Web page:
Last weekend, I took a day trip to Tehachapi, California to pick up my new rear rack for the TW200. It was a 215 miles round trip for me. I have asked one of the forum members if he could fix my rack since it was giving me a bruise on the back of my leg when I use the kick starter. Instead of fixing it, he built me an entirely new one from scratch once he heard that I will be taking a year long trip starting May of next year. Once he realize what I had and what I will need, he developed a two tier based system for the rear rack. One will be small but strong mounted to the bike, the second one will be larger to hold the Rotopax for fuel and gears, but can be removed when not needed for a long trip.
I gave myself plenty of time to get there and of course I was early as usual. So I decided to do some sightseeing. The town of Tehachapi is 35 miles east of Bakersfield and west of Mojave. One theory is that the word “Tehachapi” derive from the Kawaiisu language which means “hard climb”.
The Tehachapi area is known for the nearby Tehachapi Loop and the Tehachapi Pass Wind Farm.
The Tehachapi Loop is one of the engineering fest of its day; it was built by Southern Pacific Railroad in 1876. The loop gains 77 feet in elevation as the railroad track climbs at a steady 2% grade. It was designed to slow the momentum of the east bound trains as it travel down the mountain to Bakersfield. Basically, a train that is more than 4,000 feet long will passes over itself going around the loop.
The Tehachapi Pass Wind Farm was the first large-scale wind farms installed in the United States and the second largest with about 5,000 wind turbines but it not the most famous one. The most famous one the San Gorgonio Pass wind farm which has been featured in music video and movies. The Tehachapi Pass Wind Farm produces about 800 million kWh of electricity each year, which is enough to meet the electricity needs of 350,000 people.
On the way home, I decided to take a different way home to check out a segment of one of the US longest highway that used to route from Long Beach, California to Provincetown, Massachusetts. This is one of the highways that I want to travel on when I take my trip next year. The section I went on goes through the town of Palmdale and Lancaster which are the homes of the aerospace industries such as Lockheed and Boeing. Sadly, there wasn’t much to look at. At least I can say that I was on this road.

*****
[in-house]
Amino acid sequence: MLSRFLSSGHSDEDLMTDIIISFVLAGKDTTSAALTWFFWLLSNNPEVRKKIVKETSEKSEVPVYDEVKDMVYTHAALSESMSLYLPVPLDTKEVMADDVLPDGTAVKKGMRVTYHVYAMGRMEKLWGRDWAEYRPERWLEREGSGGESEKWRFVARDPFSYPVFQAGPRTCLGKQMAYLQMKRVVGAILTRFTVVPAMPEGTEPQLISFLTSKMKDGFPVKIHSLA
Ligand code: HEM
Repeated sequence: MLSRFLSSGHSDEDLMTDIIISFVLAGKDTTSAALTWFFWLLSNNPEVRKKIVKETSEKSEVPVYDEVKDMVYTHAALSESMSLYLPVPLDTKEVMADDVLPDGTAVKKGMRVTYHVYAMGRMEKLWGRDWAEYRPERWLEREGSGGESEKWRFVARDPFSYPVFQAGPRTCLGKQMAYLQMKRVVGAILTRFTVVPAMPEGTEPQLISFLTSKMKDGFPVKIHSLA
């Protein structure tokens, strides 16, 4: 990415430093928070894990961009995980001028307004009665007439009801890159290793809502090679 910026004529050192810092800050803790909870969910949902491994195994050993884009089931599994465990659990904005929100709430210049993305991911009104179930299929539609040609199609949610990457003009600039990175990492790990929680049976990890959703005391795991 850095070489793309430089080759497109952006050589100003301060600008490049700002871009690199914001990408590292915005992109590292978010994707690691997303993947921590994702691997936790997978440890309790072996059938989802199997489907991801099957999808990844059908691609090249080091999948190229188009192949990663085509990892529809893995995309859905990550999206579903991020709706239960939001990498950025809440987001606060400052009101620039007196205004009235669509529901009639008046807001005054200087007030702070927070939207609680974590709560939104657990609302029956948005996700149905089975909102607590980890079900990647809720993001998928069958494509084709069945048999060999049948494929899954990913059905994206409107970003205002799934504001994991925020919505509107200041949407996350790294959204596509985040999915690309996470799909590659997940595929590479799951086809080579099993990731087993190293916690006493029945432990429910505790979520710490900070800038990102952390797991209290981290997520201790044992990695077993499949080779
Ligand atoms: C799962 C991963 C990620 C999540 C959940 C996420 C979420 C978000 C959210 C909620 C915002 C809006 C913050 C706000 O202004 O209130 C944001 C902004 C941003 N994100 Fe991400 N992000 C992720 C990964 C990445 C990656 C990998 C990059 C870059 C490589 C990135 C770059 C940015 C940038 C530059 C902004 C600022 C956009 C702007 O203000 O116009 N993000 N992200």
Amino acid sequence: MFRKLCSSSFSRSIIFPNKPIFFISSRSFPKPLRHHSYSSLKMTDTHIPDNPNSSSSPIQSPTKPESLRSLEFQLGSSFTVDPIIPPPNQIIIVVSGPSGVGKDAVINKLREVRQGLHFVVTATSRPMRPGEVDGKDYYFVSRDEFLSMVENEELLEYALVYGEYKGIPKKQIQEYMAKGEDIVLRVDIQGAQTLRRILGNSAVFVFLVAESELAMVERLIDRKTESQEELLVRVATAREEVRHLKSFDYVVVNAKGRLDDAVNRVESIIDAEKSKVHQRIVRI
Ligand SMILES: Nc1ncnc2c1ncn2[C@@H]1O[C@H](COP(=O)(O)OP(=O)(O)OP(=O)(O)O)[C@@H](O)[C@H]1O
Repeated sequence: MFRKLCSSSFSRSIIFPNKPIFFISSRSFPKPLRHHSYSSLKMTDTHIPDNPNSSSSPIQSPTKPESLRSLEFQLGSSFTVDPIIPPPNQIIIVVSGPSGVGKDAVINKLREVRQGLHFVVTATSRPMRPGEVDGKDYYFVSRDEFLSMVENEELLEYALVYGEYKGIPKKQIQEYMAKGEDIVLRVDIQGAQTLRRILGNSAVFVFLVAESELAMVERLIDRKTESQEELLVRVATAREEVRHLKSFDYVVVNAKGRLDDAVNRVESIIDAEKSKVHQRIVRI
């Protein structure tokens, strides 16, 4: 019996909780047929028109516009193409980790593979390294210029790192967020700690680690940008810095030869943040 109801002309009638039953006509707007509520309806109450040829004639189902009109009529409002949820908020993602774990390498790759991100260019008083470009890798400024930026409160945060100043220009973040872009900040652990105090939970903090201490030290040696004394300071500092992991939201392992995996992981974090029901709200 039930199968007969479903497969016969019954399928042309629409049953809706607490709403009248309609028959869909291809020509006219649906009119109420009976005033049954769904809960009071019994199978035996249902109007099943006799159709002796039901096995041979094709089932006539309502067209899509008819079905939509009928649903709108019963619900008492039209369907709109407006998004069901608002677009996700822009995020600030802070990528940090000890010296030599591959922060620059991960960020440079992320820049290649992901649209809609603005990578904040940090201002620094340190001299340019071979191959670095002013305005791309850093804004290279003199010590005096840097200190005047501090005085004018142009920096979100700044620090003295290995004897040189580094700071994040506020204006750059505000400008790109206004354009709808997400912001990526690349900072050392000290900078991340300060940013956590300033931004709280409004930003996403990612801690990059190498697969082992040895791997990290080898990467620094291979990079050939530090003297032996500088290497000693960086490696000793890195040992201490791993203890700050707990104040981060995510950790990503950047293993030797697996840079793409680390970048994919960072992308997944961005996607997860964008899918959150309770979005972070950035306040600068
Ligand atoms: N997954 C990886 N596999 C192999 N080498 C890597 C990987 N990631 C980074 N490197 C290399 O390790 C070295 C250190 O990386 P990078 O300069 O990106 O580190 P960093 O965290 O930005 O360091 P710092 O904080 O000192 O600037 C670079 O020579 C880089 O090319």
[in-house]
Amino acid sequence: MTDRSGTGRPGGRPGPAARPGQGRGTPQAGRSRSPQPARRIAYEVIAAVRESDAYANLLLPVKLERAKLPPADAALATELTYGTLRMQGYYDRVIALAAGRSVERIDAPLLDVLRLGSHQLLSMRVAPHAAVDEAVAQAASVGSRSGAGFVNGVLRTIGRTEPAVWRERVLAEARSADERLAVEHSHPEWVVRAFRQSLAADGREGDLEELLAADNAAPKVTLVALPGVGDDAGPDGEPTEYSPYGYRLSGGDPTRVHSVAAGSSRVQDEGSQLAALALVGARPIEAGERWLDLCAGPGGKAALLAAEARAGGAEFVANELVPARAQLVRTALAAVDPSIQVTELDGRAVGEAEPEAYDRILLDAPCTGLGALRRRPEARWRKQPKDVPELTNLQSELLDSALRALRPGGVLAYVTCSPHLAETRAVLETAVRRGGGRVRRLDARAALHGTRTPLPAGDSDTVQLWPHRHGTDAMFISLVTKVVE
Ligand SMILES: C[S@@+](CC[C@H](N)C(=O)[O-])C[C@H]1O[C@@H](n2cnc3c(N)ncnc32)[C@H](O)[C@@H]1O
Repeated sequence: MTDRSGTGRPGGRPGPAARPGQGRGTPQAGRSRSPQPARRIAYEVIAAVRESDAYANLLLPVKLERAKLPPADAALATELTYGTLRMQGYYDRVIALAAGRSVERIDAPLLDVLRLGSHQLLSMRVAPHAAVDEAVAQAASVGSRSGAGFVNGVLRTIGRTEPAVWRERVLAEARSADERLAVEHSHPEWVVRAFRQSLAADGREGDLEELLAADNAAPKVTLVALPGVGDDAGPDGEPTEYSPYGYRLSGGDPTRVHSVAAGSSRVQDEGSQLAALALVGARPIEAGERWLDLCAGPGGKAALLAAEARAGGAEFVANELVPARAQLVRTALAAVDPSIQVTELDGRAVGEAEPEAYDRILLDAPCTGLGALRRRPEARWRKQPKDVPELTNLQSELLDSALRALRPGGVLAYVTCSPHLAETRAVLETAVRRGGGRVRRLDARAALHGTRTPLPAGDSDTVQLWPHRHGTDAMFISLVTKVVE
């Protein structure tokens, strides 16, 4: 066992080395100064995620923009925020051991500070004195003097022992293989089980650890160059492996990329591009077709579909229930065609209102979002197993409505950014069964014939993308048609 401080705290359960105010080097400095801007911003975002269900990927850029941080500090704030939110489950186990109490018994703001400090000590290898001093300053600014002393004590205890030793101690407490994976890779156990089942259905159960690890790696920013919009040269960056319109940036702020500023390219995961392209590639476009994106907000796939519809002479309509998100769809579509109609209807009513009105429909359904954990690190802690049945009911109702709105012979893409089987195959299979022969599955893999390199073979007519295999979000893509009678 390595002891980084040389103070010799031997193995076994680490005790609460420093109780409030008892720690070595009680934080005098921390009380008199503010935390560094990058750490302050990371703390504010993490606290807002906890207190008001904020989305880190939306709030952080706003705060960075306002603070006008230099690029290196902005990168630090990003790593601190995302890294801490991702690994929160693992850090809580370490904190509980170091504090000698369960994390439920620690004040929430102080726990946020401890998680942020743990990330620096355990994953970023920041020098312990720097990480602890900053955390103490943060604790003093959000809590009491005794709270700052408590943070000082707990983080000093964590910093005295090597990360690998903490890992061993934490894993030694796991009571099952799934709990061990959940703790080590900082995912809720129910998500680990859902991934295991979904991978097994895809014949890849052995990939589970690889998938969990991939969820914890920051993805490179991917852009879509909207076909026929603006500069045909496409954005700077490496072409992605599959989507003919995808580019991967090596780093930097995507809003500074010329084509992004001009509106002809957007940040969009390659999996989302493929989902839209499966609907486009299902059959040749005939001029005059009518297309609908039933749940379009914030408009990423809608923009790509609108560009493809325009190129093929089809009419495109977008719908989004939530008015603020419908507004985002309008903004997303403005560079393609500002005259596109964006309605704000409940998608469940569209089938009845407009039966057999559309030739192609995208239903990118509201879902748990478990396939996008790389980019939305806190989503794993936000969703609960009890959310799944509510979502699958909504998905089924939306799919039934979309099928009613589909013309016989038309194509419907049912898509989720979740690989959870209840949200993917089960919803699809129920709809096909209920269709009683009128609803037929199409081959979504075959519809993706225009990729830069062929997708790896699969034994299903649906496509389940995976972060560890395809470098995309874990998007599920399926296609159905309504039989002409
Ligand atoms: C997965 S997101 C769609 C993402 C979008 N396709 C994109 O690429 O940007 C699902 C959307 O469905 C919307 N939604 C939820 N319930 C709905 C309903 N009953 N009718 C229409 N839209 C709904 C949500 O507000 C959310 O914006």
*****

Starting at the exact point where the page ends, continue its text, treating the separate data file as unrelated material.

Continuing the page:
5 thoughts on “A fun day trip…”
I would love to have you as a guest writer on the Stand Up To Cancer blog to help promote the ACS viewing party you are attending. I am having trouble tracking down your email address. Please reach out to me at firstname.lastname@example.org and and we can discuss the next steps! Looking forward to hearing from you.
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Hmm…I see from your ABOUT section your name is: is Ginamarie Austin but most of my motorcycle friends call me Purple.
I think we may have had an issue with the ACS submission form, because I found your story, but it was connected to a different name! My apologies. Hoping to hear from you.
No worry Louise…I sent you an email in response your invitation…I would be honored to be a guest blogger.
Now that’s what i call tire. that fat tire on the back was awesome. looks like you wont be needing a change tire for 10 years on that. Do you also have racks on the side?
Thank you Rodney, this bike the Yamaha TW200 is known for the fat tire…we can pretty much ride everywhere on those tires. I actually swap out the front tire for a Shinko Trial tire which make for a better handling.
Yes, I do have a custom rack for this bike to handle the tail bag and the panniers that was built by another TW rider. This day trip was about to meet the person who made the rack and pick it up.